We welcome two new first-time contributors in this issue, namely Mr Kevin Spence and Mr Brad Boertje.  They are both well-known in the construction industry and to the members of the Association.  Kevin is a Fellow of the Association of Arbitrators (Southern Africa) NPC (AoA) and is the only FIDIC-accredited trainer in South Africa.  He is also an adjudicator on the FIDIC President’s List.  Kevin is considered an expert in the suite of FIDIC contracts.  He specialises as an independent consultant in large scale construction claims and dispute resolution.  His article, ‘FIDIC Golden Principles: They Apply to all Construction Contracts!, enlightens our readers on five indispensable core principles applicable to FIDIC contracts, which – so Kevin contends – could and should find application in other construction contracts too.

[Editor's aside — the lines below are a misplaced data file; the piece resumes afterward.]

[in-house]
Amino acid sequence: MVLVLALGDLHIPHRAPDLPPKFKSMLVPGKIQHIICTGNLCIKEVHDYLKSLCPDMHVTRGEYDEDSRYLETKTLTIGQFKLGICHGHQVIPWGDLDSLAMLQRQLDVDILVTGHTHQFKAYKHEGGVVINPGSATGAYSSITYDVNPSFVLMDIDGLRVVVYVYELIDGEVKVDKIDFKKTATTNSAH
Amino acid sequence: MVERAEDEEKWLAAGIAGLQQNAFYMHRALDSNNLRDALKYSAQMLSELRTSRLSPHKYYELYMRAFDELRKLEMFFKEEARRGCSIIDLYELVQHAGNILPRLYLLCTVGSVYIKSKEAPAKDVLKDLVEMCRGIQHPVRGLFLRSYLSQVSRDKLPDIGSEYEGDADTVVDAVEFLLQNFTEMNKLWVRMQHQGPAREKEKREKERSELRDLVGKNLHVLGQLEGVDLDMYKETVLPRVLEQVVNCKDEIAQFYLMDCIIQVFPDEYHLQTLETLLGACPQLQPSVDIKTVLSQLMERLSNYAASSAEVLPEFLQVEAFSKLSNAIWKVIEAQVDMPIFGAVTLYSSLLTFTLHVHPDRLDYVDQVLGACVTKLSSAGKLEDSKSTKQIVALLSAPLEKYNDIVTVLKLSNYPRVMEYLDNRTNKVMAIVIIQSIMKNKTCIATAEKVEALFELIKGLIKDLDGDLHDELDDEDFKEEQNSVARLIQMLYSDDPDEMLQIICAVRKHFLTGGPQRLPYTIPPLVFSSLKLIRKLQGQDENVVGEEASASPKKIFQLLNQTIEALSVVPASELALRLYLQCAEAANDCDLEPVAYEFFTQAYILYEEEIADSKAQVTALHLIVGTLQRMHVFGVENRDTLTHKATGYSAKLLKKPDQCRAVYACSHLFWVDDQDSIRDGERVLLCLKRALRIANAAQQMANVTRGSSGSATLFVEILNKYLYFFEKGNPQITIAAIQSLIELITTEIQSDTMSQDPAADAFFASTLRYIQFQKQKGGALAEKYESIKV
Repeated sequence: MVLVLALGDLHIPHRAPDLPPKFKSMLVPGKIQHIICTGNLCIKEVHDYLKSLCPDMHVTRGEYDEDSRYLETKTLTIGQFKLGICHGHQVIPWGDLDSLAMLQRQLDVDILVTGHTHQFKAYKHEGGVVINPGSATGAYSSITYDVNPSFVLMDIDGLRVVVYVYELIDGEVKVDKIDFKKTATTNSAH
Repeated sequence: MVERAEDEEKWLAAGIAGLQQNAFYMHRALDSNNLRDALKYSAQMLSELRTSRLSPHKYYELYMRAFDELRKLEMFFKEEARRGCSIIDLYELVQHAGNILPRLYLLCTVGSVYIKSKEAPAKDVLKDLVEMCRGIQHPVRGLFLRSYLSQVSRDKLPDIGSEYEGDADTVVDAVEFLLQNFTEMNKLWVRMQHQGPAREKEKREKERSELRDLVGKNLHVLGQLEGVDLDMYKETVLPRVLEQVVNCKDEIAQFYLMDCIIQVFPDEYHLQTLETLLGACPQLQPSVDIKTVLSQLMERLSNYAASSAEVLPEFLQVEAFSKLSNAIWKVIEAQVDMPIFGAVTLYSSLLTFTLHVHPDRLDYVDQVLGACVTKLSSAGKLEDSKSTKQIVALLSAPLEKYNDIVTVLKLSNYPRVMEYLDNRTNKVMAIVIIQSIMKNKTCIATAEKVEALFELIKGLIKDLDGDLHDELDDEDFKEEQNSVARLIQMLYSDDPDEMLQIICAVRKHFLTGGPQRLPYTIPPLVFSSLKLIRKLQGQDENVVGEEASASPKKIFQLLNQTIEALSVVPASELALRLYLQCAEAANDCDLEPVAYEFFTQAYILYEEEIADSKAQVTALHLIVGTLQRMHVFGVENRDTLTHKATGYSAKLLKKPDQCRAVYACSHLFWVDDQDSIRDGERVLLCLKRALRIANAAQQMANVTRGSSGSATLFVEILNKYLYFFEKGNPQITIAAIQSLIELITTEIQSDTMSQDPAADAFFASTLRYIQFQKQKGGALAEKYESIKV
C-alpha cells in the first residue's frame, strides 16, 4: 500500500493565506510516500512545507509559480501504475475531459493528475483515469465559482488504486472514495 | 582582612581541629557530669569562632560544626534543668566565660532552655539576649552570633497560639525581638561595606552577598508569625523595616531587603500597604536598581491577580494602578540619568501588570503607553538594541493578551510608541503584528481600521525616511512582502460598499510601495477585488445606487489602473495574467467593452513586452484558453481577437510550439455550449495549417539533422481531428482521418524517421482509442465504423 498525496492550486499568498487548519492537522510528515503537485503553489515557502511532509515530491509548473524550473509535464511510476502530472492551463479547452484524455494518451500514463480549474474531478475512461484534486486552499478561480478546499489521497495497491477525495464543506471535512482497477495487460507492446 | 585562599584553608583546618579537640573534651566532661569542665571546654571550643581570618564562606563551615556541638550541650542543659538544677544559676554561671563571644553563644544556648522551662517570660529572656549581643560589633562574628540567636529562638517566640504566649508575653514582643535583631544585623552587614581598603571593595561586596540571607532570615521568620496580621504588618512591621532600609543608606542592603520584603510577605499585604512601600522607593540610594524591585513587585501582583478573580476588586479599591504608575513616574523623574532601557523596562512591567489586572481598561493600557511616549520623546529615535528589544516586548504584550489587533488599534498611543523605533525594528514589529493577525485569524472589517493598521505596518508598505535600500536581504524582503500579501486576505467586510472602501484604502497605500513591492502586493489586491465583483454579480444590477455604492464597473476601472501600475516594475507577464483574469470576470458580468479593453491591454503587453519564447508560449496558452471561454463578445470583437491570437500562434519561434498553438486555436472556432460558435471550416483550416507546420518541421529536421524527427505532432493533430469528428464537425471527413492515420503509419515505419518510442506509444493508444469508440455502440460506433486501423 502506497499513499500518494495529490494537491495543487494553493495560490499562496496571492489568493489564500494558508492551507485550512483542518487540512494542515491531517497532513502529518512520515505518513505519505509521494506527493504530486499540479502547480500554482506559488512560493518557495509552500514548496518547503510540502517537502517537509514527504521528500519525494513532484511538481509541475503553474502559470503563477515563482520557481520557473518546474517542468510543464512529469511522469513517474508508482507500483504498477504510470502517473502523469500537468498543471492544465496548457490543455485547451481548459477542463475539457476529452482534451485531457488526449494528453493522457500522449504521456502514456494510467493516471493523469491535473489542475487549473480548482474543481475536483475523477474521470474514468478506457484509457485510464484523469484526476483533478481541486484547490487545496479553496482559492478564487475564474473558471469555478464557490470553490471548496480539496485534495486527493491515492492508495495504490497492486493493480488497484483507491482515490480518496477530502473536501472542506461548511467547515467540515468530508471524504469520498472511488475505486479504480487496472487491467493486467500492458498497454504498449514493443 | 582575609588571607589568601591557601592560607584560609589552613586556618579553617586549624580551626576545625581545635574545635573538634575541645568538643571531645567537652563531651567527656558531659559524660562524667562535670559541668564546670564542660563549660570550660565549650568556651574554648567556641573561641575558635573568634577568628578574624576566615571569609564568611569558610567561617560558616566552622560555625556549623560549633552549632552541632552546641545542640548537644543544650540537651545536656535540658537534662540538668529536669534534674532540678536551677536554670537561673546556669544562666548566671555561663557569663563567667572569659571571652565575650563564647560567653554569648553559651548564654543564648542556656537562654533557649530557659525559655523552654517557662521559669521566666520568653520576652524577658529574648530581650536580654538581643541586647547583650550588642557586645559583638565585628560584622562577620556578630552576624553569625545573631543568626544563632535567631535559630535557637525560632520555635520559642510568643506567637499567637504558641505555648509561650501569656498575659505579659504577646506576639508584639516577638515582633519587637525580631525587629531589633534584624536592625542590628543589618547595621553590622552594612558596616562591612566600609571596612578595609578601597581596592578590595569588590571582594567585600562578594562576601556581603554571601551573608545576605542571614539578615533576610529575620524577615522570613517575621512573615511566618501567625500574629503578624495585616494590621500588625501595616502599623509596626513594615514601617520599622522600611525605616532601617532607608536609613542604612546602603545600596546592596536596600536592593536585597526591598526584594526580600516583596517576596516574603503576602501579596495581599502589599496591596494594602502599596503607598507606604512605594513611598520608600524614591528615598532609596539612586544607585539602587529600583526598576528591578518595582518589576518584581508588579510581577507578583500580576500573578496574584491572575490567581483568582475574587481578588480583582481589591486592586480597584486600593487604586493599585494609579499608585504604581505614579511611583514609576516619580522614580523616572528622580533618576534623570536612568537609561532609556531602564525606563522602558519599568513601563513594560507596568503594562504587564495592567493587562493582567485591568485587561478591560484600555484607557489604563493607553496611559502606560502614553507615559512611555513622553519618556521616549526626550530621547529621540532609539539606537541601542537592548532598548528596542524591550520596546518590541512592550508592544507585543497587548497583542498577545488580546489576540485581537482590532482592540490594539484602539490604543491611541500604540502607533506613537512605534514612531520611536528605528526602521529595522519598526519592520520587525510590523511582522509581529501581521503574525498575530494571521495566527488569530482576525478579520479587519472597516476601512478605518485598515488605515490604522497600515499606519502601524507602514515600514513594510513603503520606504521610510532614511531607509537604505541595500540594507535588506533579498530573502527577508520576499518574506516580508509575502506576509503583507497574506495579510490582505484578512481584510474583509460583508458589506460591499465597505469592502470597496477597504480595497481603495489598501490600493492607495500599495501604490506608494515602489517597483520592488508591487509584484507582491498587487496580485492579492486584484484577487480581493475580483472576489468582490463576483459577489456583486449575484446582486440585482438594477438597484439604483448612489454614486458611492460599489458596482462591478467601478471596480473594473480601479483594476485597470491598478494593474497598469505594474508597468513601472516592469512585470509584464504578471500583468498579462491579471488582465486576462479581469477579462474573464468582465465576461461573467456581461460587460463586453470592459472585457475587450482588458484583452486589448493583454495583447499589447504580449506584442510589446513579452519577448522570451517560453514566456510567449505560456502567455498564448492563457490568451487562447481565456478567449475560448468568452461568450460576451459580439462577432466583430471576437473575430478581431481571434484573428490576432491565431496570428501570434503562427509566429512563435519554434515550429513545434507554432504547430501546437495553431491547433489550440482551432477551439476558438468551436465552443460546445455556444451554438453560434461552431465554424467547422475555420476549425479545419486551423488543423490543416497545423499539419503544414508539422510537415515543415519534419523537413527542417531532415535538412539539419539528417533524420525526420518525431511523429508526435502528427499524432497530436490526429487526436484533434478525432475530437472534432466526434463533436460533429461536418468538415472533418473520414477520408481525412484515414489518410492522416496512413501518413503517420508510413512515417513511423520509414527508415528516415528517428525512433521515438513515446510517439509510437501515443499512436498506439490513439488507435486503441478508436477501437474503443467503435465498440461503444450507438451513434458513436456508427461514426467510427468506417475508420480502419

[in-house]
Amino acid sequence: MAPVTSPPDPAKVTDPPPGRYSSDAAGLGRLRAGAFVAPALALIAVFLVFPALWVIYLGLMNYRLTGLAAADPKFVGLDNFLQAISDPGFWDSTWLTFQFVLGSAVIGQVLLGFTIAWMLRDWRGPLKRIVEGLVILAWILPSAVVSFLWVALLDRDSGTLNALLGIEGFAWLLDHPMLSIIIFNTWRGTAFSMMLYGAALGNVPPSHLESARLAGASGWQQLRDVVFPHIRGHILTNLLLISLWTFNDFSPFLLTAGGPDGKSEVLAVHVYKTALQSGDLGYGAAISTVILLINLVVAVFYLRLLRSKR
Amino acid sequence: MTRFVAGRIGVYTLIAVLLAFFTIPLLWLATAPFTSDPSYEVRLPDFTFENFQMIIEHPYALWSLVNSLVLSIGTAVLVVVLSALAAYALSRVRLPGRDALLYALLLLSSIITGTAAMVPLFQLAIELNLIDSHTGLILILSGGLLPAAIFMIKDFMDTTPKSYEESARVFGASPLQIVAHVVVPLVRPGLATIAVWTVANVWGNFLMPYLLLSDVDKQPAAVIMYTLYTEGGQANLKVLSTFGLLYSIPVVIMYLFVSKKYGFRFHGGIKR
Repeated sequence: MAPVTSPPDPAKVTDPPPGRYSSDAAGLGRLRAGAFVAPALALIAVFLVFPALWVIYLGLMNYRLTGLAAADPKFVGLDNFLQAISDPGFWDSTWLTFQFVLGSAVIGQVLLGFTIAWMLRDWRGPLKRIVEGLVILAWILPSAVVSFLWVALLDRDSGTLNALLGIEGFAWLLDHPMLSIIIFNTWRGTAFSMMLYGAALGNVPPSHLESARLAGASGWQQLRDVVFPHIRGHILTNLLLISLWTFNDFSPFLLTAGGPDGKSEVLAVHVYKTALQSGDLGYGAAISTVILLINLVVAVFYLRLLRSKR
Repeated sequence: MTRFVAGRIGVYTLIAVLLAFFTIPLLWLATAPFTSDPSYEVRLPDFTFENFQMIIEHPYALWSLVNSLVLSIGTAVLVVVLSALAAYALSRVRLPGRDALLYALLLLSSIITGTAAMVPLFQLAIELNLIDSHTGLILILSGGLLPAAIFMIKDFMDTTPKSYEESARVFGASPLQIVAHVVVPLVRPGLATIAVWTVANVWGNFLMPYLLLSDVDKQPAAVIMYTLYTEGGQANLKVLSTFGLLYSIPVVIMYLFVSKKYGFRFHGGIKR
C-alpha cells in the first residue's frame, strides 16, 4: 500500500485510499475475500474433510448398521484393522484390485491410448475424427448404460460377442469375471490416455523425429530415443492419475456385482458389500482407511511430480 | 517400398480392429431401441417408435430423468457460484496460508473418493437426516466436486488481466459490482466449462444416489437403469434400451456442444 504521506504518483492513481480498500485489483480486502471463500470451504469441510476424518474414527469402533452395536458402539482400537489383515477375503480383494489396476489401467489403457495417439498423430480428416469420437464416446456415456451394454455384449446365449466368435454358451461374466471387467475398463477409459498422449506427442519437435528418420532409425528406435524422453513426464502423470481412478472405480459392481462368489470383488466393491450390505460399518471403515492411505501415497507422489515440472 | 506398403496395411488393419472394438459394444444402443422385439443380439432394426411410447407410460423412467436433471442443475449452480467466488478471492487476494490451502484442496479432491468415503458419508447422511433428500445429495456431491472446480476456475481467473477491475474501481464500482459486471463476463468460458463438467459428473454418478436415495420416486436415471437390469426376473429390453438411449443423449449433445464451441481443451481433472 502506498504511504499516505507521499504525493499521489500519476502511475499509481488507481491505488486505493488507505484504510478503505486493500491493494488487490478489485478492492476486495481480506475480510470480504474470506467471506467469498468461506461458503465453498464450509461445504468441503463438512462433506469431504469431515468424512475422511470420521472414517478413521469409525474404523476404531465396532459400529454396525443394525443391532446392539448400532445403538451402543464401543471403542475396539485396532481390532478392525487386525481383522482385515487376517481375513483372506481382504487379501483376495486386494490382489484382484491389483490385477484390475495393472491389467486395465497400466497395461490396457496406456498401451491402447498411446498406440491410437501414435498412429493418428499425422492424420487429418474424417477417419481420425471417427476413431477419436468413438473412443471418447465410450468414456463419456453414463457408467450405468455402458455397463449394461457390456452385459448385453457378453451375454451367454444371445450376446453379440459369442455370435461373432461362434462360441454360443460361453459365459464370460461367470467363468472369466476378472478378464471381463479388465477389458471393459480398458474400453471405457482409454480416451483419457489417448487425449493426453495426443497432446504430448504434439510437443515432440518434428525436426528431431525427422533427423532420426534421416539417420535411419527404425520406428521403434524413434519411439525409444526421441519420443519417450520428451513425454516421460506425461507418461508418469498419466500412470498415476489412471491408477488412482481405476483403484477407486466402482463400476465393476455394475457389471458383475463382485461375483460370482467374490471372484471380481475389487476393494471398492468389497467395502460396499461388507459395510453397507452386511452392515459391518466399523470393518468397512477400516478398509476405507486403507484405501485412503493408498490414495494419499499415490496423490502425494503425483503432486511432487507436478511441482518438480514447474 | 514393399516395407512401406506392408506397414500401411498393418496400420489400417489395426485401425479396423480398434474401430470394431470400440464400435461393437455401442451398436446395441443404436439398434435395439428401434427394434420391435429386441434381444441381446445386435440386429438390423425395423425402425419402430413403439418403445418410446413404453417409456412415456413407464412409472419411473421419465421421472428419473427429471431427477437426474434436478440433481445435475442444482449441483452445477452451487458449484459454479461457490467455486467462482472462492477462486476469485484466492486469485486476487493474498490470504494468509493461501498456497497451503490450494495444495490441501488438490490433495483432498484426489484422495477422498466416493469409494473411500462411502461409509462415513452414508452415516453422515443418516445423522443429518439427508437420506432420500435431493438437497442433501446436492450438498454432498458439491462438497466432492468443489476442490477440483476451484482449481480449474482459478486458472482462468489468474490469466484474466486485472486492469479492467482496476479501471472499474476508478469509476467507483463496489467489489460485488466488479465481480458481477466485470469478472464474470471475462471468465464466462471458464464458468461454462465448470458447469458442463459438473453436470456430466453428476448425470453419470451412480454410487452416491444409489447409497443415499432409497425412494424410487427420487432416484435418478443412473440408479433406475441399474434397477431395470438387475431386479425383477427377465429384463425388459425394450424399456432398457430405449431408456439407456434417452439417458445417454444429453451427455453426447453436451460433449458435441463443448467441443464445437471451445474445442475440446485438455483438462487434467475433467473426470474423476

Brad is a highly experienced quantity surveyor, as well as a fellow of the AoA.  Brad’s article, ‘Adjudicators must pay careful attention when drafting their determinations’, highlights some of the most common pitfalls in the drafting of determinations by adjudicators.  We are grateful for these contributions and encourage Kevin and Brad to become regular contributors to this e-periodical.  

We are equally grateful for the contributions received from our regular contributors, Adv Kiki Bailey SC, Mr Chris Binnington, Mr Alastair Hay, who are all Fellows and directors of the AoA.  And, of course, there is Uncle Oswald, a stalwart contributor, with his encyclopaedic memory and an uncanny ability to recall minute details from a bygone era.  

Our regular feature column, A case in point: Recent case reports, contains Kiki’s analysis and discussion of the Supreme Court of Appeal’s judgment in Close-Up Mining (Pty) Ltd and Others v The Arbitrator, Judge Phillip Boruchowitz and Another[4], which canvassed the question whether an arbitrator has the discretionary capacity to decide a dispute that has not been pleaded.